tight spots

Sometimes other people come out with things and I just have to nod my head and smile. That sounds condescending and that’s far from what I want to sound like. I’m in a state of admiration. These things they say are gold. And they just say them. Perfectly. At the perfect time. And it’s as though a whole new way of looking at things has opened up before me, debunking some of the ideas I previously had.
This one appeals to me because I have, I’m embarrassed to say, spent a long time fixated on my body shape. I do find it slightly hilarious that I’m a food writer these days, given my adolescent and early twenties’ relationship with anorexia. Perhaps it’s not so hilarious. I’m fairly certain that my family and friends found nothing hilarious about the skeletal version of myself I clung to for those years.
And perhaps it’s not such a stretch to be constantly thinking and writing about food as a food writer. Those with eating disorders expend a large amount of energy and time thinking about food; how to avoid it, how to get rid of it and what it says about them as a person if they give in to any sort of desire to eat what they perceive as bad food.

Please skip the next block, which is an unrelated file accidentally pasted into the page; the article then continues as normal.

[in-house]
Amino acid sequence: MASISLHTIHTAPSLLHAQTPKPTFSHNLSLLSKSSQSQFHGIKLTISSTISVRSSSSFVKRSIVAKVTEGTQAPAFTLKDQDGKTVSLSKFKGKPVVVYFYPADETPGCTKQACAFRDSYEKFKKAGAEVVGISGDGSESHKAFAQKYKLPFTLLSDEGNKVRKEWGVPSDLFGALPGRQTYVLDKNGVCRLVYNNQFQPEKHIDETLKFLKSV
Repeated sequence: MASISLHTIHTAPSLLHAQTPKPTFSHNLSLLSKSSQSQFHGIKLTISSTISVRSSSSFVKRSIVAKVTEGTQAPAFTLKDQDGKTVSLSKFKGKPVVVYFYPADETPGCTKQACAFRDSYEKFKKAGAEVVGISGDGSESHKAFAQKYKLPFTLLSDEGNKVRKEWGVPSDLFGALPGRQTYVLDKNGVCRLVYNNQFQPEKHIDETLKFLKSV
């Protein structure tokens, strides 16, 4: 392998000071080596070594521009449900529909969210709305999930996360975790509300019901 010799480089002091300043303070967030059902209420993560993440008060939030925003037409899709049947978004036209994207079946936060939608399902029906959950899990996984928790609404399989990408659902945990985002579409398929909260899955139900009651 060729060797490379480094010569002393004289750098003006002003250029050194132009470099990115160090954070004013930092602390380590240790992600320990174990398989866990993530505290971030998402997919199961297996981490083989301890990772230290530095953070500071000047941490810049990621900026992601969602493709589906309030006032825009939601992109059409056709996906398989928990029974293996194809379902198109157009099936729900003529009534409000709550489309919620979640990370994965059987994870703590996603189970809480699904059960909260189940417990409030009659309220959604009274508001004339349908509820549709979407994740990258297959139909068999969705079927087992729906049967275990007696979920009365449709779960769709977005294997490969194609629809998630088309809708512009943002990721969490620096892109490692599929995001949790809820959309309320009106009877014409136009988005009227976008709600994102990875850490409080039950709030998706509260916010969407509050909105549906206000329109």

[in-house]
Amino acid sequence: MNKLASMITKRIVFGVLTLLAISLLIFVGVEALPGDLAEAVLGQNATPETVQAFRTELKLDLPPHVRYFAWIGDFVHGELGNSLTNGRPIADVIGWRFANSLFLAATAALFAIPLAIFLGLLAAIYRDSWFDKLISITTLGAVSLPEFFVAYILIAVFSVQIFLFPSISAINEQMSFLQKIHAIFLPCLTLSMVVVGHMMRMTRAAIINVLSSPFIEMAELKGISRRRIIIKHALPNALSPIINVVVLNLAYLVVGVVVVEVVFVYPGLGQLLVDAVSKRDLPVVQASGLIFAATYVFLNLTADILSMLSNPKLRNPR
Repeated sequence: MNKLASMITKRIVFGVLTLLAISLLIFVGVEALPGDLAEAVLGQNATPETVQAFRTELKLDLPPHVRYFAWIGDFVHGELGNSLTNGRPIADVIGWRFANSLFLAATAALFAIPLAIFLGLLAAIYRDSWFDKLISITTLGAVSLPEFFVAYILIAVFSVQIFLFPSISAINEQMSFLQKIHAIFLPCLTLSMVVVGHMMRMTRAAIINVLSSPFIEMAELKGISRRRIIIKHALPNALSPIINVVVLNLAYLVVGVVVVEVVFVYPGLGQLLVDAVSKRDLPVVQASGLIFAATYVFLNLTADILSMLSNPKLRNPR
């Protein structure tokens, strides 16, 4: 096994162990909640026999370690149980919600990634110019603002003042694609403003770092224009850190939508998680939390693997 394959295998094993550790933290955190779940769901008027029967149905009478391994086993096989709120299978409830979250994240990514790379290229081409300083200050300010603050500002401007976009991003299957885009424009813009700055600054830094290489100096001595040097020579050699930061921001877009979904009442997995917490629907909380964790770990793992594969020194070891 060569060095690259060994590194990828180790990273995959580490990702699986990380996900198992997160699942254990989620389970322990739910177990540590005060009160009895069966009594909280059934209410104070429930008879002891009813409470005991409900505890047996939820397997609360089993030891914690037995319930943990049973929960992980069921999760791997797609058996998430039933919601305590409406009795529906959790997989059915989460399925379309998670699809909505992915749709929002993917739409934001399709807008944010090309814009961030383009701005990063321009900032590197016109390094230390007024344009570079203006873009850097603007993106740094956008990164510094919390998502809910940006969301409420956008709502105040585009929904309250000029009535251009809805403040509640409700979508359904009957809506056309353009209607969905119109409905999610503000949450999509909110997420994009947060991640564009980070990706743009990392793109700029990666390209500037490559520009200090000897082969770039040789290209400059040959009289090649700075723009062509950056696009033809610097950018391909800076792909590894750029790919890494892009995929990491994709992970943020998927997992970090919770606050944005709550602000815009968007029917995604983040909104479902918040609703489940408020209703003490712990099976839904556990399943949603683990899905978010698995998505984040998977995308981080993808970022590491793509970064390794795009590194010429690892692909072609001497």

The difference for me now is that I enjoy food. It’s not the enemy. Well, for the most part. There are always days where that ugly creature guilt creeps up behind me unexpectedly and shames me. But mostly I love cooking and eating and sharing food-related experiences with friends and family. It’s good and it’s soul filling.
On one of those days where I was slightly wavering, I mentioned to a friend that I often wished I was thinner. It’s a stupid thing to say and an unfair thought to share. Really. What good can come from these statements? What I loved though, was, quick as a flash, he replied that, “the only reason you need to get thinner is if you are in a tight spot you need to get out of.”
And there it was. Brilliance.

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